Nikil Saval in n+1:
Walter Benjamin, or rather, the now-beloved figura of Benjamin—shuffling, myopic, mustachioed, fat, unhealthy, small round glasses glinting like flashlights—was largely unattractive in his own lifetime. Introducing Benjamin, a precis of his life and work in comic-book form, spends an inordinate amount of time demonstrating that Benjamin had no positive libido—and that, in fact, women just could not under any circumstances find him attractive. How strange is it now, then, to read in the Guardian that “as a teenager,” the novelist Nicole Krauss “had a crush on the German philosopher.” How odd to reflect upon the growth and consolidation of a veritable Benjamin industry in the sixty-five years since his death, an industry that extends well beyond the academy, to art-pop songs like Laurie Anderson's “The Dream Before (For Walter Benjamin),” and Jay Parini's embarrassingly unreadable “novel of ideas” Benjamin's Crossing. A movie must surely be on the way: can I start by suggesting Tim Robbins as Benjamin?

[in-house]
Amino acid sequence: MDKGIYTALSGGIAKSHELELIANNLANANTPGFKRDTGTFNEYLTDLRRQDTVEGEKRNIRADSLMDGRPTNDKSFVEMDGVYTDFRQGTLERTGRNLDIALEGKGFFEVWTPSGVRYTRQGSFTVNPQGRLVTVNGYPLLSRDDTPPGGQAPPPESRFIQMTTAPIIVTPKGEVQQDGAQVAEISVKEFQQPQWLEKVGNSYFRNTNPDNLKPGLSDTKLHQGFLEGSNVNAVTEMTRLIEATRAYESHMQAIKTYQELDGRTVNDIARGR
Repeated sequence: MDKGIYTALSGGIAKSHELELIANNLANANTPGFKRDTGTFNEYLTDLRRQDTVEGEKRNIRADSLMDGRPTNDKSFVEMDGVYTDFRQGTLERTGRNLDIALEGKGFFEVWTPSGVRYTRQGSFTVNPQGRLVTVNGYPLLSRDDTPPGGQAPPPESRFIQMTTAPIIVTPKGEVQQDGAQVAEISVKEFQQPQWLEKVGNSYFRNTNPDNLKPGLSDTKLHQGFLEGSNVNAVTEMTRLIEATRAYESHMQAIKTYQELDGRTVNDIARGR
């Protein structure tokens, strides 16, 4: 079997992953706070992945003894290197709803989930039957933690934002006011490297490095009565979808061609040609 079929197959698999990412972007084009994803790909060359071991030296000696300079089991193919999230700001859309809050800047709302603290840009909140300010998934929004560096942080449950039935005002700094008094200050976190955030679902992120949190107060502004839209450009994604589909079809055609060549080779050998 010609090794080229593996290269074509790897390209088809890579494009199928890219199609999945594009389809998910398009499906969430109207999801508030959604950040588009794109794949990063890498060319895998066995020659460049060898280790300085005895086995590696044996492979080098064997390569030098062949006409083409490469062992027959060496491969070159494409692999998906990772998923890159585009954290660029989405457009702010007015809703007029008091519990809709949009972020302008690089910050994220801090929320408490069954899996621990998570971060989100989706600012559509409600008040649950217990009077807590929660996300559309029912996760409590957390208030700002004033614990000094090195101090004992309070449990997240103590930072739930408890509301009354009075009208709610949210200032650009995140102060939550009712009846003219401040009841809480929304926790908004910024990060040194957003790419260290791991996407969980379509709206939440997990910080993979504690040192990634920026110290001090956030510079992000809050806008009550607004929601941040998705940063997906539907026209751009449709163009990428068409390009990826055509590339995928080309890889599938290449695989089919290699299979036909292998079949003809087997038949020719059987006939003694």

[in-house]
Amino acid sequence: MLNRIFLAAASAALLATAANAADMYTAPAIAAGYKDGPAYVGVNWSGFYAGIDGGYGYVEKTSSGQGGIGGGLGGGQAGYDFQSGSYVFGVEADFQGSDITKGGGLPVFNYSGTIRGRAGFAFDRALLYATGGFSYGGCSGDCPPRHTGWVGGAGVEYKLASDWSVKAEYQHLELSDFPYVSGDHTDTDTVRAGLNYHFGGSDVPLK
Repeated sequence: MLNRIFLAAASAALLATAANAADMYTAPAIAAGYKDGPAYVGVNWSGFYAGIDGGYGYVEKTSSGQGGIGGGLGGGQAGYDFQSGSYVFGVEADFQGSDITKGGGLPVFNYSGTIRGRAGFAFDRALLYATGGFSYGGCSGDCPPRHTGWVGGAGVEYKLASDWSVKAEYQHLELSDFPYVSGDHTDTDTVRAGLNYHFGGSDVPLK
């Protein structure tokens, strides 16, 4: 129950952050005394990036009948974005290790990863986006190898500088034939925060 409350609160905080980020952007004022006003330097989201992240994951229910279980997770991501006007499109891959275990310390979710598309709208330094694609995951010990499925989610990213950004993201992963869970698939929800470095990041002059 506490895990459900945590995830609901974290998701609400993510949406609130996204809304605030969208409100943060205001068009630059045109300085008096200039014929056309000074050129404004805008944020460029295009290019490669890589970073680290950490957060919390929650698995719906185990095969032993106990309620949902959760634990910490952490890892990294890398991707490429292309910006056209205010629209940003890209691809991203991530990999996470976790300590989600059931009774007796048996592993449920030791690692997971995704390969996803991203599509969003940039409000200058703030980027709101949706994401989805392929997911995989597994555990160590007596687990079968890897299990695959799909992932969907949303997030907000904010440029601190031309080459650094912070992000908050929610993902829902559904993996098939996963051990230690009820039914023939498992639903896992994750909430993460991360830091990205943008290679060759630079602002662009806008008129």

Such widespread reverence has been essential to the growth of Benjamin studies; but it has also served as a barrier to actual understanding and use of his thought. Franco Moretti, for one, leveled a bitter disparagement at academics for treating Benjamin as “the sancta sanctorum” of literary criticism, a pure soul from whose gloomy pen issued the true plash of ideas, protected from the reproof and constant reconsideration one expects from critics. Susan Sontag's “Under the Sign of Saturn,” (originally published in the New York Review of Books, with Sontag's characteristic vatic humorlessness, as “The Last Intellectual”) is symptomatic of this unreserved Benjamin adoration. She begins by lovingly—too lovingly, perhaps—describing photographic portraits of the man, how “the downward look through his glasses—the soft, day-dreamer's gaze of the myopic—seems to float off to the lower left of the photograph.” She goes on to discuss Benjamin's melancholia and saturnine disposition, glancingly using Benjamin's own highly interesting work on melancholy and German Baroque allegory to produce wan axioms and declarations: “precisely because the melancholy character is haunted by death, it is melancholics who best know how to read the world”; “only because the past is dead is one able to read it.” The presentation of Benjamin's ideas on allegory, collecting, and city life point continuously back to Benjamin the pudgy myopic. Using what is clearly an “erotics” of reading and not a hermeneutics, Sontag winds up arguing, however inadvertently, on behalf of the photographs, the image, the figure of Benjamin—as if to say: only because he is dead is one able to make love to him.